A call to recognize the person before the illnessMonday, March 04, 2013 by: Connie Carello
On Sunday evening the Shadows of the Mind, film festival officially came to a close.
Dedicated to both entertainment and education on mental health and addictions, the festival brought to the forefront the importance of mental health awareness and the need for a redefinition of mental illness.
In combination with several other exceptional films showcased this year, A Sister’s Call highlighted the need for social acceptance for those who may be experiencing a mental struggle.
The film received awards for best documentary in five different film festivals in the United States in 2012.
An audience of about 50 viewers at the Grand Theatre on Thursday evening was completely captivated by the film, a documentary exploring the life story of Call Richmond who died in 2012.
After he had gone missing for twenty years, his sister Rebecca Schaper attempted to offer her brother a normal life and set him on a path to recovery from his mental disability of paranoid schizophrenia.
Through a series of trials and tribulations, including periods in which Richmond was incorrectly diagnosed and prescribed medications that did not assist in his recovery, Schaper learned to cope with her own mental delusions and stress disorder brought on by a history of familial sexual abuse.
Both siblings also learned to accept their mother’s suicide after her own suffering from mental illness.
On their journey through a series of dark traumatic experiences, Richmond and Schaper share their compassionate relationship with the viewer in a manner that motivates social acceptance.
The emotional struggle to cope with their past encourages Schaper to confront her own painful memories to encourage a familial reconciliation that had viewers fighting back tears.
The film was approximately seventy-six minutes in length and was followed by a twenty minute discussion forum directed by the Canadian Mental Health Association Executive Director and Co-director of the film festival, Annette Katajamaki.
Special guest Paul Curtis, a local man who suffers from paranoid schizophrenia, spoke about his condition in an attempt to be acknowledged as a “person” before his illness.
Lisa Carricato, a family support worker, could not have agreed more, “It really is about getting educated and learning that people who suffer from mental illness, are not their illness. They are people first and should not be referred to as their illness. Those who suffer from a variety of other illnesses or disorders do not introduce themselves as their illness. We need to get away from these labels.”
Katajamaki was thrilled with the conversation that followed the screening.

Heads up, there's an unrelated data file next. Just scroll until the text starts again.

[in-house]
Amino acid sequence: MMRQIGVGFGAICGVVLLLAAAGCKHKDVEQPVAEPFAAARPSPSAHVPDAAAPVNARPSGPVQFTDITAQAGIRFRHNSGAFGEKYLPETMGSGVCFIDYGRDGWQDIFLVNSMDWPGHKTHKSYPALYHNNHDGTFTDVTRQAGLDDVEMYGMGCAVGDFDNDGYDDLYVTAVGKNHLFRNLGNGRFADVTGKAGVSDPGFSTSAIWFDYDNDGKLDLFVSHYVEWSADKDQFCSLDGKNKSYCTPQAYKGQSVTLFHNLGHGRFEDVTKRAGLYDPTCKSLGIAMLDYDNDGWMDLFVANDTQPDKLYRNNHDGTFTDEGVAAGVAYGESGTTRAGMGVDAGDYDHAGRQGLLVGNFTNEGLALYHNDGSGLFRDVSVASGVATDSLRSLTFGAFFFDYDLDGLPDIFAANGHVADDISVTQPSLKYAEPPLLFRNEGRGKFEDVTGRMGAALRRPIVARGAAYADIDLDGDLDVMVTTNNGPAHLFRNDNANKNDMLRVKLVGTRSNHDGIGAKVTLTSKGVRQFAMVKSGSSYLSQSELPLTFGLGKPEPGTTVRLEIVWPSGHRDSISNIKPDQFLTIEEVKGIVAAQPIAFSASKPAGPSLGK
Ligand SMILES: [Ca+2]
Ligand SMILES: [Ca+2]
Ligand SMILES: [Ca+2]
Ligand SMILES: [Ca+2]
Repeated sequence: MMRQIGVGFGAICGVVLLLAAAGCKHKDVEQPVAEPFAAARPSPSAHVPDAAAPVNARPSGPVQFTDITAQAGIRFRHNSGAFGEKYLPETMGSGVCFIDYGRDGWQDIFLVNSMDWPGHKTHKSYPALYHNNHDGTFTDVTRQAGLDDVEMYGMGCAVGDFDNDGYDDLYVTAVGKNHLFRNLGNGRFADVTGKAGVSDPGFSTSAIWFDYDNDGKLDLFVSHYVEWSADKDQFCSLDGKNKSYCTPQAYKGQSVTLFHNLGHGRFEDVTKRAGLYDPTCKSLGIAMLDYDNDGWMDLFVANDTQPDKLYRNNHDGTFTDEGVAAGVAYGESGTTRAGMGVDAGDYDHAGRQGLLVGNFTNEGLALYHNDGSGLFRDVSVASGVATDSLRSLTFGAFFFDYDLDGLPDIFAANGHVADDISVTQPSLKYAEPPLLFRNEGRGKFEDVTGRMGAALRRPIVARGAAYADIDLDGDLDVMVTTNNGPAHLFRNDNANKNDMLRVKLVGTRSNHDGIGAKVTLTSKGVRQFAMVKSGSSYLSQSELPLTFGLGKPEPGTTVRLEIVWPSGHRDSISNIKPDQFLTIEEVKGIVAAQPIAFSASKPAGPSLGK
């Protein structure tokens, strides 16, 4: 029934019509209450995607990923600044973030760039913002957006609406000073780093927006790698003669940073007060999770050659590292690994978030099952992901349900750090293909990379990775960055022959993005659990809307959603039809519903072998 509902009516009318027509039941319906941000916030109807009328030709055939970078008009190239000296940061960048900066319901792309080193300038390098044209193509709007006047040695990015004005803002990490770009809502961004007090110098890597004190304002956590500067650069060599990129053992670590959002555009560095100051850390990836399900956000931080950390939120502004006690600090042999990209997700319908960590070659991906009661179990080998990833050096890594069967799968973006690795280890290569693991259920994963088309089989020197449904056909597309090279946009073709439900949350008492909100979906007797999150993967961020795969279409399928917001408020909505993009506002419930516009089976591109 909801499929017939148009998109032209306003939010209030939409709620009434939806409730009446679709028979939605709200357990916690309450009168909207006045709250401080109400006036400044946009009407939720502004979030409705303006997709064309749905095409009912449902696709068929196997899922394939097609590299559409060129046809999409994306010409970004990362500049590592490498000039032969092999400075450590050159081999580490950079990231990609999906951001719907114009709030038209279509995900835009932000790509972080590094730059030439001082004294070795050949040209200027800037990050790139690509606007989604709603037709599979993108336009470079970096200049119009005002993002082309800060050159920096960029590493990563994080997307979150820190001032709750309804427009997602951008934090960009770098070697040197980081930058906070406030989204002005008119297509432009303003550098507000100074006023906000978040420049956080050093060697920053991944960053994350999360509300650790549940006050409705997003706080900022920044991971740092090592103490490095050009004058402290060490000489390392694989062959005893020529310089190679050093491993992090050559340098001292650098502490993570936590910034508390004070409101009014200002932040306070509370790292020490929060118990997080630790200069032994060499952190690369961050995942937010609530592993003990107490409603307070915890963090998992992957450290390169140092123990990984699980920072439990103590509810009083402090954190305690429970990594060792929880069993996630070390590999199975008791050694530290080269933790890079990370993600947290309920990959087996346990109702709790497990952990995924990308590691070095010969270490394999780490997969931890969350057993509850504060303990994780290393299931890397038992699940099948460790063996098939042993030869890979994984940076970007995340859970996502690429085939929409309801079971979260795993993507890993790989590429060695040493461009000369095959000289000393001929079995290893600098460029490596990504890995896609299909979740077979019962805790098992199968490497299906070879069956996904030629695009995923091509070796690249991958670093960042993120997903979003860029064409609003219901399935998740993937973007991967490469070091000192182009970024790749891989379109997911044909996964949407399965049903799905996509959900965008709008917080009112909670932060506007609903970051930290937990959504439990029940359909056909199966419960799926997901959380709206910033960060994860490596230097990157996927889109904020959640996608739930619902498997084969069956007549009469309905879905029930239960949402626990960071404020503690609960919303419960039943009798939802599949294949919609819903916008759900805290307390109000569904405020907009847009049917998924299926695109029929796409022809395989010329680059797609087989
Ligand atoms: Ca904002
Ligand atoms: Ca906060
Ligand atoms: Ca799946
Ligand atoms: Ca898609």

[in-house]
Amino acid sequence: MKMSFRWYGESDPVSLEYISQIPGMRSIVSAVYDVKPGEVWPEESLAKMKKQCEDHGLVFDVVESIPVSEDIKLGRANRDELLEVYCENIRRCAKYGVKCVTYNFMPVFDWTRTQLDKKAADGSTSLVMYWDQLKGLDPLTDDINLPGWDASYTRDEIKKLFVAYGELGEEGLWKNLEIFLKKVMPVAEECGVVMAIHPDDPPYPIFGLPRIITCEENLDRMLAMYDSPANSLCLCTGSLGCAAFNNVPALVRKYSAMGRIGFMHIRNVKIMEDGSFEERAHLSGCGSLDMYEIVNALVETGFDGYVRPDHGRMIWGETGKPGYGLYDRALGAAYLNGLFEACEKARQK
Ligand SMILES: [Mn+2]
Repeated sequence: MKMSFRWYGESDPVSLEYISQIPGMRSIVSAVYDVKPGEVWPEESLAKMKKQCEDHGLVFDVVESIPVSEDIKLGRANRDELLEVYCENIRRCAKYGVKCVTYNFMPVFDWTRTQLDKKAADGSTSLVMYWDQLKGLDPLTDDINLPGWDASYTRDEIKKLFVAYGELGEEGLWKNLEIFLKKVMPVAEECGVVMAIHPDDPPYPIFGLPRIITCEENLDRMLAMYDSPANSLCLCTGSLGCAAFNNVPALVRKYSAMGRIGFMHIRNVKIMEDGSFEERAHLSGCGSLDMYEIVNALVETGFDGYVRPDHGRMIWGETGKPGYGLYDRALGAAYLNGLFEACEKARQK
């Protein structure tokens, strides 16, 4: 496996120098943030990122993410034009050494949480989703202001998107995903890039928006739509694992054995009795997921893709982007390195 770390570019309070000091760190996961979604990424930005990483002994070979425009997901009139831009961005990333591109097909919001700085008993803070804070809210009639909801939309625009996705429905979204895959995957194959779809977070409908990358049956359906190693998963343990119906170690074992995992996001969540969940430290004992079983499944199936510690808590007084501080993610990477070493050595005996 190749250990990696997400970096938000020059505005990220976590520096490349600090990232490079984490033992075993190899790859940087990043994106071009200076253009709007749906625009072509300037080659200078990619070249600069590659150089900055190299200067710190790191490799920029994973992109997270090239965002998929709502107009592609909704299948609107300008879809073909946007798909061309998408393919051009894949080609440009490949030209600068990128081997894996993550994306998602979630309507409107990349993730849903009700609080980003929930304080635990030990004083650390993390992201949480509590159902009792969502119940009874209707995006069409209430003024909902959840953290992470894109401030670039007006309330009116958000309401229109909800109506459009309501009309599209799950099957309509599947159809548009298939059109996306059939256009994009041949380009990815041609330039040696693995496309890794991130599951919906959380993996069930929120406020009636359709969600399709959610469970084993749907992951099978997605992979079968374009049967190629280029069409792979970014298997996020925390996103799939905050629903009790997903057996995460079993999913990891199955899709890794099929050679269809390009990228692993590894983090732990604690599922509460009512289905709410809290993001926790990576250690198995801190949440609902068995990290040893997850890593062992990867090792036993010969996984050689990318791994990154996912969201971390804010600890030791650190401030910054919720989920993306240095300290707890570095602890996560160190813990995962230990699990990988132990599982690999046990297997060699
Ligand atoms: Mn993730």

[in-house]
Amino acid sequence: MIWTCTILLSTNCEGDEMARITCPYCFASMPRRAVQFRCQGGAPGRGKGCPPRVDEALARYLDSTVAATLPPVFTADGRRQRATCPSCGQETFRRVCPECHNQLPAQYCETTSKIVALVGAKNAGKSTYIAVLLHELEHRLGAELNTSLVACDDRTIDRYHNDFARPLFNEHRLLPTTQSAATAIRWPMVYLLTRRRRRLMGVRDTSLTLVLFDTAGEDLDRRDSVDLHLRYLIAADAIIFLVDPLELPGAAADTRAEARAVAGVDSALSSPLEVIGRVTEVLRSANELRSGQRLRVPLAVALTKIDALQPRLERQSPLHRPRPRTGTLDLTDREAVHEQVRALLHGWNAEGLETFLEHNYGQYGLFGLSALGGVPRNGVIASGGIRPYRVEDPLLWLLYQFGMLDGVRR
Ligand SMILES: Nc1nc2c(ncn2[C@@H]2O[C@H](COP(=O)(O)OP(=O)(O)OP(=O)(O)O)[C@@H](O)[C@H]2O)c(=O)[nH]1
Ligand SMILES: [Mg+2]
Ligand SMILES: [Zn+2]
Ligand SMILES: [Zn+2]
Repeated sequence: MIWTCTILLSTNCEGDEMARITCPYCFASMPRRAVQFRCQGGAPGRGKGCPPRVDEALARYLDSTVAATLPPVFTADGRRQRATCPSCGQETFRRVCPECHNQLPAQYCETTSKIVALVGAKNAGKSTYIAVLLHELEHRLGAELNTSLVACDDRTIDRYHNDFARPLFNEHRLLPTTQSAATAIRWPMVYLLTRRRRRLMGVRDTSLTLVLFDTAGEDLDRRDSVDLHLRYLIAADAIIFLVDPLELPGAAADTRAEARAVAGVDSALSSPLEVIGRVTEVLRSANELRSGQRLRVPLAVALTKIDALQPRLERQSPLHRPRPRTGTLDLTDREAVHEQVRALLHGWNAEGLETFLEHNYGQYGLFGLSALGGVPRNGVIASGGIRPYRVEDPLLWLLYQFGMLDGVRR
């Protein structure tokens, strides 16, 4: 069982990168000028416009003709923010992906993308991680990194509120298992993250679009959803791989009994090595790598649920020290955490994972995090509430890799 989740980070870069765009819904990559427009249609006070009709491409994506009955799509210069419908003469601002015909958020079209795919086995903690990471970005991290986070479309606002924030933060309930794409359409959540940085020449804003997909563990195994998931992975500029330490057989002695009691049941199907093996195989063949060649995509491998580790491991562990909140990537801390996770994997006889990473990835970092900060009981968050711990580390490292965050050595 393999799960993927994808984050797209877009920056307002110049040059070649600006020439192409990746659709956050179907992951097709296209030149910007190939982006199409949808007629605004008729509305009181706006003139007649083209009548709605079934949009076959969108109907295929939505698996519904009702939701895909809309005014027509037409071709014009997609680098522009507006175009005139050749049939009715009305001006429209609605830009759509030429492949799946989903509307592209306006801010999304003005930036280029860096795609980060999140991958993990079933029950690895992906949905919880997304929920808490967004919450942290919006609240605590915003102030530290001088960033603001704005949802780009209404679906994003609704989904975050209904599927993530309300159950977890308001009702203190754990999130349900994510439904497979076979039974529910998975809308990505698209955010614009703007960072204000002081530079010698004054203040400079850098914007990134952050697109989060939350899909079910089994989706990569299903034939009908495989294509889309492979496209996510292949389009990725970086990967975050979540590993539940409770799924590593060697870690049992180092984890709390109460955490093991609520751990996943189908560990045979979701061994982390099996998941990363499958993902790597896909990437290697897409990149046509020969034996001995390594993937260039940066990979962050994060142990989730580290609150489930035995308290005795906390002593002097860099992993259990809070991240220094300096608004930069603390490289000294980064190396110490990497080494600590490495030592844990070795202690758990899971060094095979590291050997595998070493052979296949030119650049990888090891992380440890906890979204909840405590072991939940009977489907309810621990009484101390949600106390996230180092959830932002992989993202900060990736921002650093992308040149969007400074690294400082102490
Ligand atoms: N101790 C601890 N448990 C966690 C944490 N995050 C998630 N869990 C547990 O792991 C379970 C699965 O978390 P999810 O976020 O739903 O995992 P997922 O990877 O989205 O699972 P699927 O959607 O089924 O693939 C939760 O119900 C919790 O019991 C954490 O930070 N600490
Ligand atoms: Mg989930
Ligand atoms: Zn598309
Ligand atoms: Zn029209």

“The purpose of the festival is to get people talking and thinking about mental illness.” She said, “With screenings like A Sister’s Call, they normalize issues surrounding mental illness. It is almost like cancer twenty years ago when no one talked about it, it is about bringing the conversation out from the shadows and learning how these issues affect lives.”
According to Katajamaki, the discussion forum was an attempt to show the audience that the underlying mental issues identified in A Sister’s Call are prevalent and more common than expected.
“By listening to Paul, the audience can get the idea that this is real. A lot of people go through several different diagnoses, different medications, constant changing, and moving around. It shows that mental illness can affect anyone, it does not affect only one particular group, but goes across social economic groups, different levels of education,” said Katajamaki.
Bill McPherson, a social worker for thirty-two years and an assistant at the screening, spoke about the importance of the inclusion of A Sister’s Call in the festival in regards to the support agencies involved in caring for those struggling with mental illness.
“We need to use films like this in the festival to put mental health at the forefront. This type of film really puts in perspective that the person experiencing the illness is a person before the illness.” He said, “It highlights the difficulties the care givers and support team have to accept when trying to help others with a mental illness.”
Those that were in attendance struggled with the continuous “blows” the family experienced from childhood on into early adolescence.
One attendee commented, “I really didn’t think their story could get any worse and then as I continued to watch, I thought wow, I was wrong.”
For Sharon Burns, the film was more intense than she had originally expected but she was pleasantly surprised with her reaction, “I was shaken but at the end of it, the thing that stuck with me was that I learnt something, for me, it really was a learning experience.”
In addition to A Sister’s Call, the film entitled The Story of Luke, filmed in the local Sault Ste. Marie area, was included in the festival and shown at Galaxy Cinemas on Saturday morning with a similar intention to promote social awareness of mental illness.